To Medicate Or Not To Medicate
Most people’s GD can be controlled with diet and exercise, which is good news. The bad news, for me, is that I was not one of those people. While my blood sugar was normal (and even low after I ate a meal) my blood sugar was higher than it should have been when I woke up in the morning. After experimenting with different pre-bedtime and midnight snacks, my midwife and I determined that the best route was medication. I didn’t have to inject insulin (fortunately, though people I know who have had to say that you get used to it pretty quickly), but even though it was just a little pill with dinner, it was still one more annoying thing to put up with.
Figuring Out How Diabetes Affects You
Diabetes is a tricky minx of a disease, mainly because it looks very different from person to person. While the general rules are pretty standard (carbs bad, protein good) your body will react differently to certain foods than someone else’s might. Recall my anecdote about brown rice from earlier? My body would react more to a half a cup of brown rice than it would if I ate a piece of cake. Some people have difficulty controlling their “fasting numbers,” while others figure out exactly what to eat (and how much of it to eat) at a particular meal, with ease. You won’t know exactly what’s going down until you start monitoring yourself.
Diabetic Food Ruts
Because so many of your favorite foods are (very likely) off the table for a while, your choices are sort of limited, especially if you’re experiencing any kind of morning sickness and most foods made you gag anyway, I should add. Guys, I ate so much kale and quinoa salad. While my body was doing well, I’m sorry, but a girl’s soul cannot survive on kale and quinoa alone. No. The same breakfast, lunch, and snacks every day got old real fast, but when finding even those couple of things took you hours of research (and everything else is bland and stupid) what are you going to do?
Office Parties/Dinners Out
The spur-of-the-moment special occasion is tough. Anytime an all-office email was sent out that said “Donuts in the break room,” and I saw all my co-workers faces light up, a little piece of me died. What's just as devastating? When you’re out to dinner and the person you’re with orders some delicious pasta dish or particularly decadent dessert, and you’re like, “No, it’s cool. This steamed vegetable plate is positively sinful.” Then you laugh delicately, and then your delicate laughter turns into heaving sobs.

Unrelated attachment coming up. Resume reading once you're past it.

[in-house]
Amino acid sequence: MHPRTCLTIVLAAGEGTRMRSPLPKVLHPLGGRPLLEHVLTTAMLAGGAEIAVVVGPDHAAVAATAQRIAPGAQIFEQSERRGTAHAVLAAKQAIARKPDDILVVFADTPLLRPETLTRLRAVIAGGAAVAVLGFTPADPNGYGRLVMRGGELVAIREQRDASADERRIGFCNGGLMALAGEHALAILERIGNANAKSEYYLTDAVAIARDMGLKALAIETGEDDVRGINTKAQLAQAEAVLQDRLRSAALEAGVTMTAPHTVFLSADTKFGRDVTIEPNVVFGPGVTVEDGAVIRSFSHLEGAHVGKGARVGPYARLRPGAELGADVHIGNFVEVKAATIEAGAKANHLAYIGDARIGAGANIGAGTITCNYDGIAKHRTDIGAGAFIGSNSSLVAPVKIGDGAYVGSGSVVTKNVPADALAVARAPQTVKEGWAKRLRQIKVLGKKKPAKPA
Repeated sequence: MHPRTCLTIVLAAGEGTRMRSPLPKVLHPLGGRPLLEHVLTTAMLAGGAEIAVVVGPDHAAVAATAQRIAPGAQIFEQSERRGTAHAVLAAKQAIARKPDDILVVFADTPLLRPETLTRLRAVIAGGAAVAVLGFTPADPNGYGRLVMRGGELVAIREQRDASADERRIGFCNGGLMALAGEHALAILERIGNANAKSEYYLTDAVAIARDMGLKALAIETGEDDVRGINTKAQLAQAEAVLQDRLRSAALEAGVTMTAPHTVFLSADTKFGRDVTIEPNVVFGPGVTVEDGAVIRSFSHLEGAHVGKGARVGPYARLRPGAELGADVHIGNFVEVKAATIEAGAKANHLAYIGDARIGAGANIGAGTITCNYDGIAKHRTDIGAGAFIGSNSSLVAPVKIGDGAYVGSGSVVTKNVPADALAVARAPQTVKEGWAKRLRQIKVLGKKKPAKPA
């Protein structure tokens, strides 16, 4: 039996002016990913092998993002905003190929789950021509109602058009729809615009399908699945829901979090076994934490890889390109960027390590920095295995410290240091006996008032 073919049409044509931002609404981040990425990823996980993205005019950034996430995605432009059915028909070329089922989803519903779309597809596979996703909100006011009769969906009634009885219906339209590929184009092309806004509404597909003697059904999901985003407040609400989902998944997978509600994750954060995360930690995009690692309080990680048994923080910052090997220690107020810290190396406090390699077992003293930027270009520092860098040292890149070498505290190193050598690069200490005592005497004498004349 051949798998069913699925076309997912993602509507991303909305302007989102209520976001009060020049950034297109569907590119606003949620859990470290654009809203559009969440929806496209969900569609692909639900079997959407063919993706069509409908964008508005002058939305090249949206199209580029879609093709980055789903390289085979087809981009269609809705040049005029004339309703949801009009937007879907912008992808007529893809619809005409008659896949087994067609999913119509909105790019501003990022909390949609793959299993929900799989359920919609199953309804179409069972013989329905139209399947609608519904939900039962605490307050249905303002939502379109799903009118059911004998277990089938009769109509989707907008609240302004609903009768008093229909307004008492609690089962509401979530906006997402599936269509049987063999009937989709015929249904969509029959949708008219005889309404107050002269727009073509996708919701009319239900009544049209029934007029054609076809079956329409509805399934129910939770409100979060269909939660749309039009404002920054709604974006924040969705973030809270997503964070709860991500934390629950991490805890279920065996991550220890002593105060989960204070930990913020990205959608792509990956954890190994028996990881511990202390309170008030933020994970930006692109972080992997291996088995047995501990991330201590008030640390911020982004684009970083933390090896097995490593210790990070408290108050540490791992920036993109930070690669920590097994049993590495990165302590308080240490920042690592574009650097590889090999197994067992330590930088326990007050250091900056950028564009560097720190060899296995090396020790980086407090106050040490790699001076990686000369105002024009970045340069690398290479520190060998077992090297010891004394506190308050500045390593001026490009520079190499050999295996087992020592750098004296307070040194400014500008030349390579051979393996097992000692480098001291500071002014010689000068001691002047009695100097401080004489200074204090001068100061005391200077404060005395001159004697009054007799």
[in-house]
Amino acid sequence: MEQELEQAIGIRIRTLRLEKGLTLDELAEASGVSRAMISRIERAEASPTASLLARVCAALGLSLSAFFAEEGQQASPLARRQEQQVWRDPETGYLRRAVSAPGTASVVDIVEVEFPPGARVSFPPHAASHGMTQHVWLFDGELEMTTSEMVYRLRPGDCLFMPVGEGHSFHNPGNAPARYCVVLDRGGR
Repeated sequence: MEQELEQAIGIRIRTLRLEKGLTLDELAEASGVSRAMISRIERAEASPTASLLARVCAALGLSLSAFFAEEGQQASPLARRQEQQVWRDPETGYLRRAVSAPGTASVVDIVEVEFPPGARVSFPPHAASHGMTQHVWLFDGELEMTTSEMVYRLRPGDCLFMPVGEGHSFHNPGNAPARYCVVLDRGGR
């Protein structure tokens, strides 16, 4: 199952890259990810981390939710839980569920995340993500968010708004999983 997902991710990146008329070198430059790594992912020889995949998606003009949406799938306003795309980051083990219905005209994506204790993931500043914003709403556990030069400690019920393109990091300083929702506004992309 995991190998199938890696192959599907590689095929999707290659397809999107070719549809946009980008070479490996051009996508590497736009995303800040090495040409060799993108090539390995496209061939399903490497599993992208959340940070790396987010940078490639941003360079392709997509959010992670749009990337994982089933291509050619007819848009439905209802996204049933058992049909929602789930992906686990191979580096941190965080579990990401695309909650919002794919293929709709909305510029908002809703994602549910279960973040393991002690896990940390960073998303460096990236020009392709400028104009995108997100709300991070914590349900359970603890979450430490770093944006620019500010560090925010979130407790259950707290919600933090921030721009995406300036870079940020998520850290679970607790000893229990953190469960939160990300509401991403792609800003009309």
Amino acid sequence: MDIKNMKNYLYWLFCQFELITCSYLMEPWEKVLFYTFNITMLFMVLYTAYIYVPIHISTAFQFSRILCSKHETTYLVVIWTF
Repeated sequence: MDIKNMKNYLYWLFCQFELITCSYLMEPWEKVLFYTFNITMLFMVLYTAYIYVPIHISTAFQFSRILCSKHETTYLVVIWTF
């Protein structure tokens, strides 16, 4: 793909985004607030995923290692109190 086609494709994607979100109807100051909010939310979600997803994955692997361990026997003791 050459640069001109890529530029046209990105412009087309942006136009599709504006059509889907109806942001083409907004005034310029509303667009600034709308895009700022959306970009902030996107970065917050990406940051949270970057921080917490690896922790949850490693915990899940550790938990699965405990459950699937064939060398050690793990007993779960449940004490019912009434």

They’re like an impromptu office treat or sad dinner out that you get to worry about in advance. Congratulations! Since pregnancy lasts 9 (or more) months, it’s pretty much impossible for you to miss all the major holidays for the duration of your pregnancy. Woe to the poor sap with gestational diabetes on Thanksgiving because, sure, turkey is still fine, but is turkey really anything more than a gravy, stuffing, cranberry sauce, and mashed potato delivery vehicle to tide you over until it’s time for pie? Holiday food is the sort of simple, beautiful pleasure that creates anticipation capable of lifting our spirits during the remainder of the year. Gestational diabetes is basically a kind of pan-holiday Scrooge who says “F*ck you! I’m in charge!”
Well-Meaning But Pushy Friends And Family Members Who Try To Get You To Eat Things You Shouldn’t Because They Don’t Get How Diabetes Works
OMG, stop. No, seriously, you need to stop. No, I cannot have any more of your pasta than I just ate. Yes, I know I’m eating for two, but one of us is a 3 pound fetus and the other has gestational diabetes so any more is going to be a problem. You are not the one who has to manage blood sugar or worry about growing a 14-pound newborn with health problems who will destroy your vagina. Leave me alone.
Your Due Date (And The Possibility Of A C-Section) Hanging Over You Like The Sword Of Damocles
If you are planning a c-section anyway, obviously this is a non-issue, which is fabulous! But if you, like me, were planning and looking forward to a vaginal delivery, GD can threaten that plan. Gestational diabetes babies tend to be bigger than your average infant and they just won’t fit (or, worse, their head may pass through the birth canal no problem, but they could get stuck after that, just like an adorable, goo-covered Winnie-the-Pooh) and that can be, well, dangerous. The other concern is that most providers advise that mothers with GD not to deliver past their due date, since both infant health and size are seen as areas of concern if the pregnancy goes on for longer than average. This means that if a woman with GD goes past her due date, labor will likely be induced. While most inductions go off without a hitch and many women wit not going into labor without medical assistance results in a higher chance of a c-section.
I wound up delivering my own GD baby vaginally in a VBAC delivery. She was 2 weeks early and big: 9 pounds, 2 ounces. However, after those 45 minutes of pushing, my long-bland, carb-free nightmare was over. That’s the beauty of pregnancy in general, my friends. No matter how sucky it can get (and it can get pretty freakin' sucky) there's light at the proverbial tunnel. Sometimes that light is obfuscated by yet another dinner of spinach and un-breaded sole fillet, but it’s never completely out of sight. Within an hour of my daughter’s birth, I called the hospital’s room service and ordered French Toast with extra syrup, chocolate ice cream, chocolate milk, and a fruit plate.
Ladies and gentleman, it was glorious.